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Highlights from this issue
  1. Nicholas Hart,
  2. Gisli Jenkins,
  3. Alan Smyth

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Microbial muse

It is rare to find a poet inspired by bacteria. However, one such rarity was Hilaire Belloc who penned the following cautionary verse:“The microbe is so very smallYou cannot make him out at allBut many sanguine people hopeTo see him through a microscope.”

These sanguine people will be disappointed in the case of latent tuberculosis, where affected individuals are, by definition, smear and culture negative. Detecting latent TB is an important part of the prevention of active TB because up to 10% of people with latent TB will progress, with immune deficient and immunosuppressed patients at particular risk. In this issue of the journal, Sunny Wong and colleagues explore the use of the interferon gamma release assay (IGRA) in one at risk group, patients with autoimmune disorders (primarily rheumatoid arthritis and inflammatory bowel disease) who may receive immunosuppressive therapy (see page 64). They conclude that the IGRA test should be done before the patient starts immunosuppressive therapy. In a linked editorial, Martina Sester and Beate Kampmann argue that both IGRA and the tuberculin skin test have a role in the diagnosis of latent TB (see page 3). Ultimately new and better biomarkers of TB infection are needed.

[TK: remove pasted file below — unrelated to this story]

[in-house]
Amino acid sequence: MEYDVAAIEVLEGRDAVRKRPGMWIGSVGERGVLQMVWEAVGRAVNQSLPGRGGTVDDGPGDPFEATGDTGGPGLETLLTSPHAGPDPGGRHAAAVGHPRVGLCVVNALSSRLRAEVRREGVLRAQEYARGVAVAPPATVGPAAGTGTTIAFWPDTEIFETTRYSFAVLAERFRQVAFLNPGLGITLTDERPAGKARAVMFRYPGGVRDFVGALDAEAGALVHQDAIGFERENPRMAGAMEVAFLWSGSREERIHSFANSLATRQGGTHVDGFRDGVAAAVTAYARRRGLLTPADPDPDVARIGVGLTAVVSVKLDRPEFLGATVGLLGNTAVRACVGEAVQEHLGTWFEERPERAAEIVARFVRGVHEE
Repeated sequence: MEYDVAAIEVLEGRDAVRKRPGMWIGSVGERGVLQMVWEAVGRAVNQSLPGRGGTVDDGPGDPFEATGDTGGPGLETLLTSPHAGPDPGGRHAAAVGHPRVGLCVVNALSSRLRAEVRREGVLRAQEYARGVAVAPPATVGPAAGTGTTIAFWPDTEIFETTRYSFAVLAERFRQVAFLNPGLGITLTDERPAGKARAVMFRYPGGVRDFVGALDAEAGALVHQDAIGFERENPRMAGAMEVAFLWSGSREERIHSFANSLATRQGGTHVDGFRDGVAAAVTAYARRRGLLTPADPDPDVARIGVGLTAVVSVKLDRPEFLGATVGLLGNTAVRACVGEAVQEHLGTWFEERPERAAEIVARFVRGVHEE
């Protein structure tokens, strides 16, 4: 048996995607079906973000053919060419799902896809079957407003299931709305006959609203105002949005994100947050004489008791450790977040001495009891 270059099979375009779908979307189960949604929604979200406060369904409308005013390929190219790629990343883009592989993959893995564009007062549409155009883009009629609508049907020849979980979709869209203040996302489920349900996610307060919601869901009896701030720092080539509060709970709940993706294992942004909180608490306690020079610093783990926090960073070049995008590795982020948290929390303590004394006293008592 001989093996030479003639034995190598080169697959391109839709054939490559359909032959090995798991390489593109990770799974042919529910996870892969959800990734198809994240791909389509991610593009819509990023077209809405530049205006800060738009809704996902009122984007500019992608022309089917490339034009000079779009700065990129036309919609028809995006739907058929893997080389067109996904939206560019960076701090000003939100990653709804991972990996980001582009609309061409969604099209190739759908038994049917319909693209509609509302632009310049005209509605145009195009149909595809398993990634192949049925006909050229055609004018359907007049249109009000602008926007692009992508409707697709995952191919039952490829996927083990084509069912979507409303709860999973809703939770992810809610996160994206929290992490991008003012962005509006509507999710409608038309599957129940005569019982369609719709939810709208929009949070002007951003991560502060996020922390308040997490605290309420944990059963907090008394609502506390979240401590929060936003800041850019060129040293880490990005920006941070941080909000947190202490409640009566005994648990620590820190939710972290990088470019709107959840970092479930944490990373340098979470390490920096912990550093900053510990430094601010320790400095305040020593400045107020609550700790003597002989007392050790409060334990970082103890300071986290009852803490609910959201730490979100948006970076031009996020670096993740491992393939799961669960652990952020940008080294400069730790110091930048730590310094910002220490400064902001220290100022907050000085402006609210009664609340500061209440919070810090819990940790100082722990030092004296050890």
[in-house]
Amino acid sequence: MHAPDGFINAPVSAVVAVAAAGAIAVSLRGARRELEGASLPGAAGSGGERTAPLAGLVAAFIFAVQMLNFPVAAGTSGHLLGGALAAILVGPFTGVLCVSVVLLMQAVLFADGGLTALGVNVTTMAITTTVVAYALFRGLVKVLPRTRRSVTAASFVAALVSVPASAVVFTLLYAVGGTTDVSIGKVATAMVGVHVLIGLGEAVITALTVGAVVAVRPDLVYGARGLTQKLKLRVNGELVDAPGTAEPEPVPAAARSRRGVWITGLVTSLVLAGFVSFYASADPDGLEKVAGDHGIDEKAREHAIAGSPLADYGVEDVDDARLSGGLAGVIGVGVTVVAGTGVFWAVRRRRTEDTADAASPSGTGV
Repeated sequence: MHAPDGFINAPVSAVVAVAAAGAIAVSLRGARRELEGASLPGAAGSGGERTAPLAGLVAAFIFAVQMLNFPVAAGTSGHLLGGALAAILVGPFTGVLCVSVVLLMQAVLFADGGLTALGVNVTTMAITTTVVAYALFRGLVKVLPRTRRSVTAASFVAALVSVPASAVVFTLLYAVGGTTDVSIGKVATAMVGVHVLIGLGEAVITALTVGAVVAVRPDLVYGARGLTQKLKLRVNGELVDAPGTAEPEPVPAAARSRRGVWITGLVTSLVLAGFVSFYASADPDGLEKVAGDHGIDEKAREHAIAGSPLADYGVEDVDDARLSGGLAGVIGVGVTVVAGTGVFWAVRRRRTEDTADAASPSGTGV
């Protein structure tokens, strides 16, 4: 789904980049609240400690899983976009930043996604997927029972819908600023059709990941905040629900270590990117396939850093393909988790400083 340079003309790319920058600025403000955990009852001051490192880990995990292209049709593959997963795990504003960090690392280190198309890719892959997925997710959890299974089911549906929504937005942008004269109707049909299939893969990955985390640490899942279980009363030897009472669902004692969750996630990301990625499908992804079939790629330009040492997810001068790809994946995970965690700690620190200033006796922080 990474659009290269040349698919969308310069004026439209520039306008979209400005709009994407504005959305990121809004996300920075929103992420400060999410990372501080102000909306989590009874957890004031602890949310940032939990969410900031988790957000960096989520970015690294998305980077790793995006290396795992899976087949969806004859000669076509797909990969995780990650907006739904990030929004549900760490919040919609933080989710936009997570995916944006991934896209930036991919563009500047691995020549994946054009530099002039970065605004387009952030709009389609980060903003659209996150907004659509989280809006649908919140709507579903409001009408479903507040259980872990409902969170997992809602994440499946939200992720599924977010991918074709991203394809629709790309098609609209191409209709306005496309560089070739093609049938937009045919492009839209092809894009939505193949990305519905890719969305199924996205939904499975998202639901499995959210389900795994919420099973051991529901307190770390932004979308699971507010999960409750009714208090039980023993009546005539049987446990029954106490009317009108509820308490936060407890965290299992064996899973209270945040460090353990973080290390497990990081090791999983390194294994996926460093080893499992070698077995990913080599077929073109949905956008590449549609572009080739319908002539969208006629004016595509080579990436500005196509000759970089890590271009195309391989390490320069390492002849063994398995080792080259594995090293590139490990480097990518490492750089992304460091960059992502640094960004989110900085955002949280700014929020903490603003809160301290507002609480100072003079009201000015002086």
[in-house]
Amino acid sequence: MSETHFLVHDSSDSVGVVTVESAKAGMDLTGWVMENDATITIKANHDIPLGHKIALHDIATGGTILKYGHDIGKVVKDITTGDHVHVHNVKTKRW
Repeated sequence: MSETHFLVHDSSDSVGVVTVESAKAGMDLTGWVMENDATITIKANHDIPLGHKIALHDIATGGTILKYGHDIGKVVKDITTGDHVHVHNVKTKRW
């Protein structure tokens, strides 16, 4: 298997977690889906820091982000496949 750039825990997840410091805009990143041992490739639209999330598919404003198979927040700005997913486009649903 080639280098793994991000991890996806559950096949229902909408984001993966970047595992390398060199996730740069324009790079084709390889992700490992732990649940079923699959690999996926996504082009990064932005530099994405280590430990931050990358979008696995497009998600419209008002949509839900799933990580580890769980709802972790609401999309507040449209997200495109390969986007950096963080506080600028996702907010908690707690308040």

Microbial views

Non tuberculous mycobacteria (NTM) have preoccupied the cystic fibrosis world in recent years, with the rise of Mycobacterium abscessus and other NTM. There is little evidence to guide prolonged multi-agent therapy and the outcome may be disappointing. However, guidance is at hand. On page 88 of this month's Thorax, Andres Floto summarises the recent Cystic Fibrosis Foundation and European Cystic Fibrosis Society Consensus Recommendations on the management of NTM. The full guideline is published as a supplement to Thorax.

Back to Black

In 1988 James Black was awarded the Nobel Prize in Physiology or Medicine, for his work in developing beta blockers (amongst other things). Since propranolol was synthesized in 1962 (and the cardioselective beta blockers a few years later), beta blockers have steadily acquired new indications. In this month's Thorax, Bhatt and colleagues report observational data from over three thousand patients with COPD which show that the use of beta blockers is associated with significantly fewer exacerbations (see page 8). Despite correcting for confounding factors, the authors propose randomised controlled trial(s) are needed to test this hypothesis. Clinicaltrials.gov lists more than half a dozen trials of this intervention which are in set up or recruiting.

From beta blockers to beta agonists